The Amorites were an ancient people group frequently listed among the enemies of Israel in the writings of the Old Testament. Genesis 10:15-16 first mentions the Amorites, referring to them as descendants of Canaan, son of Ham, the son of Noah (Genesis 10:6).
The Amorites are next found in Genesis 14. Verse 7 says, "Then they [Chedorlaomer and others mentioned in verse 5] turned back and came to En-mishpat (that is, Kadesh) and defeated all the country of the Amalekites, and also the Amorites who were dwelling in Hazazon-tamar." Apparently many Amorites existed by the time of Abraham.
Prior to the time the Israelites entered the Promised Land, some of the southern Judean mountains were called the "hill country of the Amorites" (Deuteronomy 1:7). The Israelites sent 12 spies, including Joshua and Caleb, to explore this land before crossing into the Promised Land (Deuteronomy 1:19-40). The spies (besides Joshua and Caleb) were afraid of the Amorites and the other nations, however, and when the Israelites refused to trust God and enter their Promised Land, God forced them to wander the desert for another forty years.
When Israel finally did approach the Promised Land, Moses led them in defeating two Amorite kings, Sihon and Og (Deuteronomy 31:4). Under Joshua's leadership, five additional Amorite kings were defeated (Joshua 10:6-10). Generations later, in the time of Samuel, the Amorites were said to be living in peace with the Israelites (1 Samuel 7:14).
During the reign of King Solomon, less than a century later, the remaining Amorites were placed into slavery—a kind of serfdom. First Kings 9:20-21 says, "All the people who were left of the Amorites, the Hittites, the Perizzites, the Hivites, and the Jebusites, who were not of the people of Israel—their descendants who were left after them in the land, whom the people of Israel were unable to devote to destruction—these Solomon drafted to be slaves, and so they are to this day."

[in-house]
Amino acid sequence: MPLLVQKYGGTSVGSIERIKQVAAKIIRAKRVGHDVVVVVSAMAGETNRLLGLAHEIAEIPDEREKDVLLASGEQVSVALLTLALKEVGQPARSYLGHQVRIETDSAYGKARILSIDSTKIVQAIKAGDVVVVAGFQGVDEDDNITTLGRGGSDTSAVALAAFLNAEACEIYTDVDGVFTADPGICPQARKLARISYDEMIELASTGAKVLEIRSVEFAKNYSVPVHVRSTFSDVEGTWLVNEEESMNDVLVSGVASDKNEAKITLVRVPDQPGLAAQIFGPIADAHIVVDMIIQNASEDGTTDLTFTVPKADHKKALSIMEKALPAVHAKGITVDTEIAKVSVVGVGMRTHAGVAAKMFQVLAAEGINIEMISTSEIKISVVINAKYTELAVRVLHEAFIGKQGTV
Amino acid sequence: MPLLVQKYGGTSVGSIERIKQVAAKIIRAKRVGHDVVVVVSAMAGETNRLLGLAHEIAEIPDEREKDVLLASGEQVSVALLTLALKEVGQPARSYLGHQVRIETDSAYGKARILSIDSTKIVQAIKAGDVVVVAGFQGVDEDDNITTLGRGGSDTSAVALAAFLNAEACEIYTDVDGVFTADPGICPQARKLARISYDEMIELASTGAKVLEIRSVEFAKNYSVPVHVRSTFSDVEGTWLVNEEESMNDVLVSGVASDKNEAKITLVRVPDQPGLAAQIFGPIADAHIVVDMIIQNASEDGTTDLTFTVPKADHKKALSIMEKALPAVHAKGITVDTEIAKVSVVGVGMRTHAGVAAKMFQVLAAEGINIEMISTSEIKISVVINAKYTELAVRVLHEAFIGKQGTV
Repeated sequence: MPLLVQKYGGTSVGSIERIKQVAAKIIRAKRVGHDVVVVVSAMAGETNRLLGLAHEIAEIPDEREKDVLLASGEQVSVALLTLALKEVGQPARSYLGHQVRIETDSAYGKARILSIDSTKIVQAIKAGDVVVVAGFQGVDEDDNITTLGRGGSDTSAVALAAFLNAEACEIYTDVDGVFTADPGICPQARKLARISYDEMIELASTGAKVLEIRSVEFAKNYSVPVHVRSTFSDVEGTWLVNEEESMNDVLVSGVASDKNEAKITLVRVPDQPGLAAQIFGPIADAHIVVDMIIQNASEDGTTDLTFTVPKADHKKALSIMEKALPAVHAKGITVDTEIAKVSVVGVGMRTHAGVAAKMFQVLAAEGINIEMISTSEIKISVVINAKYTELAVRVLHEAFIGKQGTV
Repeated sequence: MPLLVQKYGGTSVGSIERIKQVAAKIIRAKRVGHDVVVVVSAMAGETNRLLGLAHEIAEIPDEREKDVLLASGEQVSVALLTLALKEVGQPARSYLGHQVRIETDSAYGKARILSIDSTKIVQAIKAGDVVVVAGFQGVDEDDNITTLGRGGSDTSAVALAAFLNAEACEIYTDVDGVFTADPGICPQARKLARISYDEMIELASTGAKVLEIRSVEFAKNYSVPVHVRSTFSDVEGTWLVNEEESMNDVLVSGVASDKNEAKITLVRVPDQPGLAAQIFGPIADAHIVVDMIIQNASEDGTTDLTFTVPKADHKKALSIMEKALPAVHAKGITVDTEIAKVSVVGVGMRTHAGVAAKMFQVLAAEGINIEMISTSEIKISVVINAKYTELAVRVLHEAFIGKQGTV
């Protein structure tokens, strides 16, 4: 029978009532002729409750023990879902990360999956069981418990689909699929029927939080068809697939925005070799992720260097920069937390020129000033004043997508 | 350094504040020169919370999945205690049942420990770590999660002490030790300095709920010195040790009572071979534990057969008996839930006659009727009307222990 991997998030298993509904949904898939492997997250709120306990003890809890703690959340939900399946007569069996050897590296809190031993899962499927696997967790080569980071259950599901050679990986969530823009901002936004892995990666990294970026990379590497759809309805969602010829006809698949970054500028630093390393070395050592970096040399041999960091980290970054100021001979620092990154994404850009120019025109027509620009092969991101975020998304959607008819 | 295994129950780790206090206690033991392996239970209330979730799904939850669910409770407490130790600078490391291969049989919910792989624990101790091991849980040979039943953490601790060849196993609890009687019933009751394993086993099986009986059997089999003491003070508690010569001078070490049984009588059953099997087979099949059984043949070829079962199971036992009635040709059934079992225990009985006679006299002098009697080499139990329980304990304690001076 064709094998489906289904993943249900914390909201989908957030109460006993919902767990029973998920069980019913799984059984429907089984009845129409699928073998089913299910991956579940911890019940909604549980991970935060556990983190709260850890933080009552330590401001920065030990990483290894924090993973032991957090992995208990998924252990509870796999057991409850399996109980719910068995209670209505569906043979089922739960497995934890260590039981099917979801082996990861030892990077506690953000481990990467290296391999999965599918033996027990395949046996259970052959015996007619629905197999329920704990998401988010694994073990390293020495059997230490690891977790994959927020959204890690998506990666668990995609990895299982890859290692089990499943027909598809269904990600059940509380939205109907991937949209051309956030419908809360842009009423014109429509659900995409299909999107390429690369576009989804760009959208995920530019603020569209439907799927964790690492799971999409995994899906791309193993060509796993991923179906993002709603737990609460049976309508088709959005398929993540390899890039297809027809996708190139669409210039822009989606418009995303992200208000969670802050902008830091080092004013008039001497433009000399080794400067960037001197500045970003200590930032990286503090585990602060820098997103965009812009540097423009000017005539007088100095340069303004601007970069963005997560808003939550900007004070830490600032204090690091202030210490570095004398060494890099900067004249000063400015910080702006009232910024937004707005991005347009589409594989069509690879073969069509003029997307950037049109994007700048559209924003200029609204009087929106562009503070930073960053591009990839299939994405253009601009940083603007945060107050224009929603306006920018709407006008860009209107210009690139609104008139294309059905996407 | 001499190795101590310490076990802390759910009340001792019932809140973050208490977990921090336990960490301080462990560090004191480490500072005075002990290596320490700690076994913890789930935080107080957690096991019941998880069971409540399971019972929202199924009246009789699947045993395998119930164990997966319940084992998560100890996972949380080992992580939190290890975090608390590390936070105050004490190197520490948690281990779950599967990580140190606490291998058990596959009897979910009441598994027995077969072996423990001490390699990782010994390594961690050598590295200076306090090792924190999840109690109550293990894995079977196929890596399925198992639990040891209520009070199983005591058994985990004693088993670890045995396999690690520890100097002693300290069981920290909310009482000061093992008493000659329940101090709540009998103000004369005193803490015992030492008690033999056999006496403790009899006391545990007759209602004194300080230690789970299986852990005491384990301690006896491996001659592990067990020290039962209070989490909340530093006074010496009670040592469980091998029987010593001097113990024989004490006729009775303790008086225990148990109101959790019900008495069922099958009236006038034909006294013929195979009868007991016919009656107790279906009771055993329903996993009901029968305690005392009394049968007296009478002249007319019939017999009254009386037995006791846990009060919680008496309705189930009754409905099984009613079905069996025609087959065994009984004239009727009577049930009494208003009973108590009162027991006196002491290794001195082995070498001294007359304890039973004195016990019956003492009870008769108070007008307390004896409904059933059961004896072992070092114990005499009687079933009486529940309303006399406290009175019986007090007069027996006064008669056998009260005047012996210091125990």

Overall, the Amorites were known as warriors. Some of their people may also have been known for being very tall. For example, Deuteronomy 3:11 says, "For only Og the king of Bashan was left of the remnant of the Rephaim. Behold, his bed was a bed of iron. Is it not in Rabbah of the Ammonites? Nine cubits was its length, and four cubits its breadth, according to the common cubit." This length, approximately 13.5 feet long (more than 4 meters), indicates that the man was either very tall, very wealthy, or both.
The Amorites were Israel's enemy for two main reasons. First, they worshiped other gods rather than the one true God. Second, when Israel first requested to pass through Amorite land peaceably, the Amorites refused and attacked them instead (Judges 11:12-28). The Amorites' rejection of God and violence toward His chosen people ensured their judgment and downfall (Romans 2:5).
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